Rabenda, Véronique ULg; Reginster, Jean-Yves ULg

in Osteoporosis International (2010), 21(12), 1993-2002

Adherence is now one of the major issues in the management of osteoporosis. This paper relates the relationship existing between adherence to strontium ranelate and the risk of subsequent nonvertebral ... [more ▼]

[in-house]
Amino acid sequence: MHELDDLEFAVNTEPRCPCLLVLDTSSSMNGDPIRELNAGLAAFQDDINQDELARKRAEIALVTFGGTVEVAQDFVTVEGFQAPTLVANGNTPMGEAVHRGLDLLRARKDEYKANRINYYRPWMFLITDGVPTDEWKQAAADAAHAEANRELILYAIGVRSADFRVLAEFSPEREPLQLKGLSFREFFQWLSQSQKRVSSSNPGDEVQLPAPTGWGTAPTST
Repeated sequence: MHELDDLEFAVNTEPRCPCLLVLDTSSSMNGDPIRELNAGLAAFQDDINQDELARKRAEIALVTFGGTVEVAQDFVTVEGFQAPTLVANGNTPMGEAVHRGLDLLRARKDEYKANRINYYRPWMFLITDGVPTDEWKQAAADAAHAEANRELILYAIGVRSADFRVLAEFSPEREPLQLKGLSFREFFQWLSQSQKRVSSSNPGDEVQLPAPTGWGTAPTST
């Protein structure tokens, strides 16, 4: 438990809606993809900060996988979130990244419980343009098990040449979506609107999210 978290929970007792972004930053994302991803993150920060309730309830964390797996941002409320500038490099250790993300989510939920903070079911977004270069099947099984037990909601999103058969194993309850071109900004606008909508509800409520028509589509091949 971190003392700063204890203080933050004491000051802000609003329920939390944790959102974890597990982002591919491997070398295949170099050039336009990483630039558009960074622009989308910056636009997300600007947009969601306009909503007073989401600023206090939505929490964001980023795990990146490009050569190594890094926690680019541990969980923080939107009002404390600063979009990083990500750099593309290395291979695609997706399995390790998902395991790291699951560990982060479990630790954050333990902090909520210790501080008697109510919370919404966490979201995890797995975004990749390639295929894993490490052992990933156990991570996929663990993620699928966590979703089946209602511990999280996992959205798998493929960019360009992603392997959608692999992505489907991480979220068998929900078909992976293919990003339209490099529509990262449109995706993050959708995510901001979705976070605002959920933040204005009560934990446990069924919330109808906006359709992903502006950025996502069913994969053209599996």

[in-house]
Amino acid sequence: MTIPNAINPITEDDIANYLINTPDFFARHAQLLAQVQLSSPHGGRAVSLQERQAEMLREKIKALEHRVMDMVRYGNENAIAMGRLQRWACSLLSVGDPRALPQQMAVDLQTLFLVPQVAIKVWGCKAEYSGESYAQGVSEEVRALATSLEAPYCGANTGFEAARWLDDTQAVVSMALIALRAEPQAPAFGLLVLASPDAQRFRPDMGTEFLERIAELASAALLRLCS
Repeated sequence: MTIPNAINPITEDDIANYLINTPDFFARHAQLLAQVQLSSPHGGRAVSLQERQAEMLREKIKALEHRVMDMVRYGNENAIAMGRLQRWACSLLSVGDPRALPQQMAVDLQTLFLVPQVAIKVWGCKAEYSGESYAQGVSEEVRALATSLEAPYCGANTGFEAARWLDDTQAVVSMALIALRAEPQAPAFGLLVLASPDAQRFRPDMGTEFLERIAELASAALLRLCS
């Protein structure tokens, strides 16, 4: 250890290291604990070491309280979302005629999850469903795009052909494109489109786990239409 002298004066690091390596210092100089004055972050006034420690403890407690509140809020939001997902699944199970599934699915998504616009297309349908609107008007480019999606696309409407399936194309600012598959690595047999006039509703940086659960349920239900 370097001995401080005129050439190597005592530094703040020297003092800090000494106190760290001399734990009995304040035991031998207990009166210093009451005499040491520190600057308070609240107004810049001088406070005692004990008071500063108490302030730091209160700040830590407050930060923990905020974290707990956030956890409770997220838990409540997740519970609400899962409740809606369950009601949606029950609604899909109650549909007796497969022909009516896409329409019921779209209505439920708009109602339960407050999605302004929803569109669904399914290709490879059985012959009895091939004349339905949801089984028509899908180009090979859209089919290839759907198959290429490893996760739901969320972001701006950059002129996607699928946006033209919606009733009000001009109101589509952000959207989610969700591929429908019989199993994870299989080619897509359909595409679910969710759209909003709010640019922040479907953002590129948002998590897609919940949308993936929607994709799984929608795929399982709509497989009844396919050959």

Adherence is now one of the major issues in the management of osteoporosis. This paper relates the relationship existing between adherence to strontium ranelate and the risk of subsequent nonvertebral fracture among postmenopausal women with osteoporosis. INTRODUCTION: The aim of this study is to investigate compliance to strontium ranelate (SR) therapy and the impact of compliance on the risk of nonvertebral fractures among women with osteoporosis. METHODS: This study was a post-hoc analysis of pooled data from two international, phase III, randomized, placebo-controlled, double-blind studies (the Spinal Osteoporosis Therapeutic Intervention and Treatment Of Peripheral Osteoporosis). A nested case-control study was performed in the strontium ranelate-treated population. Compliance was quantified using the medication possession ratio (MPR). RESULTS: Two hundred eighty-five nonvertebral fracture cases (hip fx n = 70; major nonvertebral fx n = 213) were identified and matched to 1,425 controls. The mean MPR was 86.8% for controls and 82.6% for cases (p < 0.001). Women who were compliant to SR had a 38% reduction in all nonvertebral fractures compared with those who were not (OR = 0.62; 95%CI[0.47-0.81; p < 0.001). Considering hip fractures only, the risk was reduced by 50% for compliant patients compared to noncompliant patients (OR = 0.50; 95%CI[0.28-0.88]; p < 0.05). CONCLUSION: Our analyses emphasize the importance of good compliance to treatment in order to reduce the risk of osteoporotic fractures. In particular, there was a greater reduction in the risk of nonvertebral and hip fractures with increase compliance. [less ▲]